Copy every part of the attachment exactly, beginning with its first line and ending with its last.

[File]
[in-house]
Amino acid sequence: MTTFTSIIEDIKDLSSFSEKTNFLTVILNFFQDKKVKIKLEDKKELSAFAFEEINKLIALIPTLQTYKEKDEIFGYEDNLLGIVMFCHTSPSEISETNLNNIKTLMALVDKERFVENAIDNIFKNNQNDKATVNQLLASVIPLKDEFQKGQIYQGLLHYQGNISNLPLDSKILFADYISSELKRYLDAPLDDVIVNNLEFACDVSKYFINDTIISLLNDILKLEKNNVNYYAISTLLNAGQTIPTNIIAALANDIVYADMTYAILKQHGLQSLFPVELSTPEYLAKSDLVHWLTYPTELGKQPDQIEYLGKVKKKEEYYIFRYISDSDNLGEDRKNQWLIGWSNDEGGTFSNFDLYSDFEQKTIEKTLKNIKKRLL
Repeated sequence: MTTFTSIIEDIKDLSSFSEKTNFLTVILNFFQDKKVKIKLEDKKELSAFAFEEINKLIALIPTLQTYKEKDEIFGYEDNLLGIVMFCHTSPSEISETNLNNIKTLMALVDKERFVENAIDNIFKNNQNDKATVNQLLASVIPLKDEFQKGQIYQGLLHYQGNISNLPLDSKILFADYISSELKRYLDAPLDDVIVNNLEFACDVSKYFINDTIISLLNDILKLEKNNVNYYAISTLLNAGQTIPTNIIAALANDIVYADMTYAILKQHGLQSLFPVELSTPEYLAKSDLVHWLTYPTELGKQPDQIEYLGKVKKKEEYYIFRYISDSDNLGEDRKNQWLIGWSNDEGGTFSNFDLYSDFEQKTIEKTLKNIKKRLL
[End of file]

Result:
[in-house]
Amino acid sequence: MTTFTSIIEDIKDLSSFSEKTNFLTVILNFFQDKKVKIKLEDKKELSAFAFEEINKLIALIPTLQTYKEKDEIFGYEDNLLGIVMFCHTSPSEISETNLNNIKTLMALVDKERFVENAIDNIFKNNQNDKATVNQLLASVIPLKDEFQKGQIYQGLLHYQGNISNLPLDSKILFADYISSELKRYLDAPLDDVIVNNLEFACDVSKYFINDTIISLLNDILKLEKNNVNYYAISTLLNAGQTIPTNIIAALANDIVYADMTYAILKQHGLQSLFPVELSTPEYLAKSDLVHWLTYPTELGKQPDQIEYLGKVKKKEEYYIFRYISDSDNLGEDRKNQWLIGWSNDEGGTFSNFDLYSDFEQKTIEKTLKNIKKRLL
Repeated sequence: MTTFTSIIEDIKDLSSFSEKTNFLTVILNFFQDKKVKIKLEDKKELSAFAFEEINKLIALIPTLQTYKEKDEIFGYEDNLLGIVMFCHTSPSEISETNLNNIKTLMALVDKERFVENAIDNIFKNNQNDKATVNQLLASVIPLKDEFQKGQIYQGLLHYQGNISNLPLDSKILFADYISSELKRYLDAPLDDVIVNNLEFACDVSKYFINDTIISLLNDILKLEKNNVNYYAISTLLNAGQTIPTNIIAALANDIVYADMTYAILKQHGLQSLFPVELSTPEYLAKSDLVHWLTYPTELGKQPDQIEYLGKVKKKEEYYIFRYISDSDNLGEDRKNQWLIGWSNDEGGTFSNFDLYSDFEQKTIEKTLKNIKKRLL